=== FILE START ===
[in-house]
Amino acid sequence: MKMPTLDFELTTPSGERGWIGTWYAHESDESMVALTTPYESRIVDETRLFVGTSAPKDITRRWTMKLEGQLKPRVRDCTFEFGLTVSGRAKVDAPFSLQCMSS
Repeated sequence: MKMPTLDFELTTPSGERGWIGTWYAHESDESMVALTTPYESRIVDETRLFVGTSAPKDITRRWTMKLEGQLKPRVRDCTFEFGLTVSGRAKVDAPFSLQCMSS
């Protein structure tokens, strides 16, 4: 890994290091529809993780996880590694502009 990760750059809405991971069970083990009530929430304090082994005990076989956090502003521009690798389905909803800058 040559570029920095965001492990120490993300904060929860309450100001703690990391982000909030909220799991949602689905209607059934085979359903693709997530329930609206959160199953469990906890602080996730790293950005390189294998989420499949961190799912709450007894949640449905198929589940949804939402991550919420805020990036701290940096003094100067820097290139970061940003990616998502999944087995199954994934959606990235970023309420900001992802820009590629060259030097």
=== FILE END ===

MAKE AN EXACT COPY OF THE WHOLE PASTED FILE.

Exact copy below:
[in-house]
Amino acid sequence: MKMPTLDFELTTPSGERGWIGTWYAHESDESMVALTTPYESRIVDETRLFVGTSAPKDITRRWTMKLEGQLKPRVRDCTFEFGLTVSGRAKVDAPFSLQCMSS
Repeated sequence: MKMPTLDFELTTPSGERGWIGTWYAHESDESMVALTTPYESRIVDETRLFVGTSAPKDITRRWTMKLEGQLKPRVRDCTFEFGLTVSGRAKVDAPFSLQCMSS
């Protein structure tokens, strides 16, 4: 890994290091529809993780996880590694502009 990760750059809405991971069970083990009530929430304090082994005990076989956090502003521009690798389905909803800058 040559570029920095965001492990120490993300904060929860309450100001703690990391982000909030909220799991949602689905209607059934085979359903693709997530329930609206959160199953469990906890602080996730790293950005390189294998989420499949961190799912709450007894949640449905198929589940949804939402991550919420805020990036701290940096003094100067820097290139970061940003990616998502999944087995199954994934959606990235970023309420900001992802820009590629060259030097």